Shea's response is straightforward:
In short, freedom of religion means religious believers can say and do as their conscience dictates in the public square. Freedom of worship means that religious believers need to go in the Closet and not come out unless Frank Bruni says so. It is piquant that he says this in a piece claiming that he is just all about religious liberty ‘n stuff... I remember when the NY Times was all about Tolerance and people coming out of the Closet. Of course, I also remember when the gay community was all about opposition to Bullying.
I agree with Shea's evaluation, and have little to add, so rather than dwell on that, I would like to move on and consider Bruni's final lines: "But outside of those places? You must put up with me, just as I put up with you."
The first thing I want to point out about these lines, apart from insisting that believers leave their beliefs at home, is his auxiliary verb in the final sentence- "must"- and where it occurs. It is the believers who "must" do as he says. Believers "must" put up with him, whereas there is no such imperative placed upon him. He will put up with believers out of the goodness of his heart, presumably. It is with this lopsided obligation that I will begin in earnest.
I have said before on this blog that I like people, but I don't like movements. perhaps that is weak: I actually despise movements, and I absolutely do not trust them. This includes movements with whom I have some sympathy. Every movement I have met I find to be dangerous- not only to me, but also and perhaps especially their own members. I also find most of them to be fundamentally hypocritical, though they don't seem to recognize the fact.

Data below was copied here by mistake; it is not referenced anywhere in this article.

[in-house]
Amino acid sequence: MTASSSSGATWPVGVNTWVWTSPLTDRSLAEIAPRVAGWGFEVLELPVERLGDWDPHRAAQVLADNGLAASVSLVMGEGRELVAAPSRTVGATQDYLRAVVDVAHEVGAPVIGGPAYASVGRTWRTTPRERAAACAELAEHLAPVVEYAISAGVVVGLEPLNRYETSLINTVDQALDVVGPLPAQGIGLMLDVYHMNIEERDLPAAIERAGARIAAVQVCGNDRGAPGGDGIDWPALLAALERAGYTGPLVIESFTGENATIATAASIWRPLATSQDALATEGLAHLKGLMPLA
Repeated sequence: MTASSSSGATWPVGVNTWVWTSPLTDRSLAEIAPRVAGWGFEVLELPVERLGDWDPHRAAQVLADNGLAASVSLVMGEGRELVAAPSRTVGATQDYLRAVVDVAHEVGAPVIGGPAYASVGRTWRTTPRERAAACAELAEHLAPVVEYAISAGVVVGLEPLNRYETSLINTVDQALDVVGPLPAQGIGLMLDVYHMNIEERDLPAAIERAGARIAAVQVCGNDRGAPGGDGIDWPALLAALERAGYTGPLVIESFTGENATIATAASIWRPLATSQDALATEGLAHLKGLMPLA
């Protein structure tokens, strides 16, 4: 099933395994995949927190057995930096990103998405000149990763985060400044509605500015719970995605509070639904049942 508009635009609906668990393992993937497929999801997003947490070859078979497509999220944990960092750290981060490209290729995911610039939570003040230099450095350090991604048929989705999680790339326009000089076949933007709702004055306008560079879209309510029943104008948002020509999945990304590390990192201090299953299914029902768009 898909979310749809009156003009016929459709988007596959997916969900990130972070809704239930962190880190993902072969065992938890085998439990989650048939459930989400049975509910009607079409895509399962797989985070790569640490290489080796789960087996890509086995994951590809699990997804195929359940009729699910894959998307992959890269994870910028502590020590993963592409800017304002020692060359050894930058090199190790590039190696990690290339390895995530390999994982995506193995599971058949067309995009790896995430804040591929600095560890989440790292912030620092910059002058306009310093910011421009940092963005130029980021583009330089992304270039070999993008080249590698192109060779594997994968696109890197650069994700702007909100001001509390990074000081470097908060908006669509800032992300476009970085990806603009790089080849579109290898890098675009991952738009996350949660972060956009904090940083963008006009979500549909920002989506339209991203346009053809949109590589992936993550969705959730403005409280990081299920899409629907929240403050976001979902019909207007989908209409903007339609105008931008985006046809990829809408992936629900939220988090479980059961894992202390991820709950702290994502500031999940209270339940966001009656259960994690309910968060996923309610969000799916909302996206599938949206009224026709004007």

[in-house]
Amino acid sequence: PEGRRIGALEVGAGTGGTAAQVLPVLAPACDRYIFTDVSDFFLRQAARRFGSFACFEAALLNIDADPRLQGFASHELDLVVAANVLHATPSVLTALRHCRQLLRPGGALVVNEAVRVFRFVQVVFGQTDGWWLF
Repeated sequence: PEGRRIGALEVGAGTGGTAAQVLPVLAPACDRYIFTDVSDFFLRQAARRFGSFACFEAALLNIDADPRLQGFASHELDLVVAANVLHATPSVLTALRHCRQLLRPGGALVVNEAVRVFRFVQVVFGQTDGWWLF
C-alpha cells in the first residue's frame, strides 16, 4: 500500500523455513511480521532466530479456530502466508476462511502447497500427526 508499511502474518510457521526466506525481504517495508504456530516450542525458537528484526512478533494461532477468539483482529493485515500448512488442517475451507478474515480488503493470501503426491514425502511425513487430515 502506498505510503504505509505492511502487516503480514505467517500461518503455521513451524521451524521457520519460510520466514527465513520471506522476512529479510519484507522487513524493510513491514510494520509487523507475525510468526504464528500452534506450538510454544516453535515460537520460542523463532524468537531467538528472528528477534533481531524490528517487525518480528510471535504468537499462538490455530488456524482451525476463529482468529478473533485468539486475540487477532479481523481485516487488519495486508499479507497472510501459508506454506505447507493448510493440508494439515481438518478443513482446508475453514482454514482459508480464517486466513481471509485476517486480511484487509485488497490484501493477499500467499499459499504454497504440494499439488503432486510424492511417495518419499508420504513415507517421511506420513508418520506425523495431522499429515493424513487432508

Most movements I am aware of begin with a simple sentiment, which can be expressed as follows: "You can't tell me what I can and cannot do." The sentiment is seemingly simple, but it is simultaneously doing two things. First, and obviously, it is telling the addressee that the addressee cannot tell the speaker what the speaker can or cannot do. With this part of the sentiment, I am actually in total agreement. I have no interest- none, zilch, nada- in telling another person what they can or cannot do (except my kids, but that's only temporary.) But hidden within this seemingly simple sentiment is another assumption, for even as the speaker tells the addressee that the addressee cannot tell the speaker what they can or cannot do, the speaker is assuming for themselves the right and the power to tell addressee what they can or cannot do- because they are doing that in the very act of telling them so. "You can't tell me what I can or cannot do." Taken to its extreme, this declaration that no one has power over the speaker is also a declaration that the speaker has power over all. Look at Bruni's final line: it is not far from the sentiment of Thrasymachus: The strong will do as they will, and the weak will accept what they must.
This contradiction, or, more accurately, act of hypocrisy seems to be embedded in so many movements from the very beginnings, though I don't believe most members of the movement see it. They begin in earnest: they are only protecting their rights. However, they cannot escape the effects of their hypocrisy. Over time, if the movement is successful, the members become more and more comfortable in telling others what they must do, even under the guise of merely not letting anyone tell them what they can or cannot do. Judging from Bruni's article, he has become very comfortable indeed with that role. We must accept him and people like him as they are, just as he will accept us, as long as we do exactly what he says. That blindness and malice is one of the end products of the hypocrisy of movements. The argument breaks down into power, and who has it. In claiming that we have no power over them, they are claiming great power over us.